But simpler macros are the best anyway


Every macro has those same restrictions. If you think of them as source-code-to-source-code translations, the only inaccurracy in that is it isn't the text of the source code, but the data structures that you get from reading the text of the source code, that they manipulate.


The recipe is write a function that does what you want to do, which may need to take arguments as functions so you can control evaluation etc, then write a macro that just translates the syntax you want into a call to that function


So if you wanted to write the with-open macro:


(defn with-open-fn [resource body-fn] (try (body-fn resource) (finally (.close resource))))


Ugh, on my phone


Then the macro is just (defmacro with-open [[n exp] body] (with-open-fn exp (fn [n] body)))`


Yeah, I get the idea of keeping your macros small, do most of your stuff in normal functions, and macros are for code-to-code transformations. It just surprised me that it's not possible when you have a macro you can't change that relies on the form passed to it (even if it is a bad idea).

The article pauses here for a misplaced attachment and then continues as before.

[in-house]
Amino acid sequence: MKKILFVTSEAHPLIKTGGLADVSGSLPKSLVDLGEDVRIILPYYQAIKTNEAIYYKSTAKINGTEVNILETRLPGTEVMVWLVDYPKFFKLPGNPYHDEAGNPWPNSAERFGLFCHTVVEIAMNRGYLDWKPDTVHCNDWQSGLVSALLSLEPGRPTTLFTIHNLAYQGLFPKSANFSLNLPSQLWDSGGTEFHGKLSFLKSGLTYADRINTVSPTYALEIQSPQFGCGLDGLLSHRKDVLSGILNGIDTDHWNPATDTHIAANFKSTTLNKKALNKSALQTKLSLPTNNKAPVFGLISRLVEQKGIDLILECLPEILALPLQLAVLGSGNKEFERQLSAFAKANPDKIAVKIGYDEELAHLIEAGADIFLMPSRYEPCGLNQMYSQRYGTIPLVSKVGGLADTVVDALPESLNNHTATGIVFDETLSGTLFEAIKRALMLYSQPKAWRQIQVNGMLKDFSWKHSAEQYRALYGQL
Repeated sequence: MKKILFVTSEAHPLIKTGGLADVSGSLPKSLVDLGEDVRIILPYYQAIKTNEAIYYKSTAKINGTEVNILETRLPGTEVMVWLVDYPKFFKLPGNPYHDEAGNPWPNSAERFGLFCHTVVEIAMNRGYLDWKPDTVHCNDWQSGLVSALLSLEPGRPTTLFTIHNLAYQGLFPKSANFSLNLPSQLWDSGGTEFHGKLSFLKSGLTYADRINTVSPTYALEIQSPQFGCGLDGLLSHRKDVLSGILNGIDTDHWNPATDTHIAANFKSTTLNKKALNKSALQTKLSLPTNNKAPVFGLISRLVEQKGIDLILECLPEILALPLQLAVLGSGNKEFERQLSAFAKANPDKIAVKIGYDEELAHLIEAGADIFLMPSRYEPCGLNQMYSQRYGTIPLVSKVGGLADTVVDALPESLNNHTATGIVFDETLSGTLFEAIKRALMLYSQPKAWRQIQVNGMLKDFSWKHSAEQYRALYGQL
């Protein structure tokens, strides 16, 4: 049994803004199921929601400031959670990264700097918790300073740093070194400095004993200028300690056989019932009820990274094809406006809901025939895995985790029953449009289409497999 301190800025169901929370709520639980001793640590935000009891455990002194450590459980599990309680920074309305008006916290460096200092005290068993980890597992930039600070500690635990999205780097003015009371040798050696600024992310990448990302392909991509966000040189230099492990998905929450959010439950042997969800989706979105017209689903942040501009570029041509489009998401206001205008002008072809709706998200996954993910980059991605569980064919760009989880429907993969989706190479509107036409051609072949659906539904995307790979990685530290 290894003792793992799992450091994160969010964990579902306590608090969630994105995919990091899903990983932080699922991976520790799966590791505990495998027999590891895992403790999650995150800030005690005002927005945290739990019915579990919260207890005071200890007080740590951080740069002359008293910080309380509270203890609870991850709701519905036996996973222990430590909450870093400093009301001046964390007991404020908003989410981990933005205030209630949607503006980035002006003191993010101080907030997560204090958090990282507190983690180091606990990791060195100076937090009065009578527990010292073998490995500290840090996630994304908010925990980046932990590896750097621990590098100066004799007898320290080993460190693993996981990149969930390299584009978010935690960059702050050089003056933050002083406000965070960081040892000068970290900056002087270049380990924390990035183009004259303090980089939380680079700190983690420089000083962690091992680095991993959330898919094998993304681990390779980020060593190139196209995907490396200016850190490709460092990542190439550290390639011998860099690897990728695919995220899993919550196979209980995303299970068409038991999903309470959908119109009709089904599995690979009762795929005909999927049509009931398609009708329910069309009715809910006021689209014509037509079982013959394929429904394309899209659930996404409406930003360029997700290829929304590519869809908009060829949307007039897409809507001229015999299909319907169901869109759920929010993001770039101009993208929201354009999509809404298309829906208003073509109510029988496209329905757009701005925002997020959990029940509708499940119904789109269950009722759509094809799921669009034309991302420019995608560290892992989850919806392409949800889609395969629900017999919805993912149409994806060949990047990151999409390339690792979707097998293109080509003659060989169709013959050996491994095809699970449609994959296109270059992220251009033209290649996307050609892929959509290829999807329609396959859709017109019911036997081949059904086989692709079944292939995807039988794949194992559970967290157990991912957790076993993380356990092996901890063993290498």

You can change based on the form


Which in this case is a symbol


But you want what the form evaluates to, which is whatever you setup in your local binding


Which you cannot

👍 3

Anyway, thanks for the help and discussion everyone.


After thinking about your comments some more, I think I understand it better now. To put it in my own words, getting the value of form requires an evaluation before making the s-expression that starts with the other macro, then another separate evaluation would be required to actually run it. Because two evaluations need to happen, it can only be done by explicitly calling eval (which should be avoided). Thanks again for the help @hiredman and @andy.fingerhut.


Another way to think about it, for the expression (fn [x] (m x)) if m is a macro, mechanical, how can it ever know what x is bound to

👍 3

And (let [x ...] (m x)) is more or less ((fn [x] (m x)) ...) , It isn't literally the same thing in clojure for reasons that have to do with how it compiles to jvm byte code, but in there are lisps where it is


What’s the best place for a simple emacs editing question regarding paredit in clojure?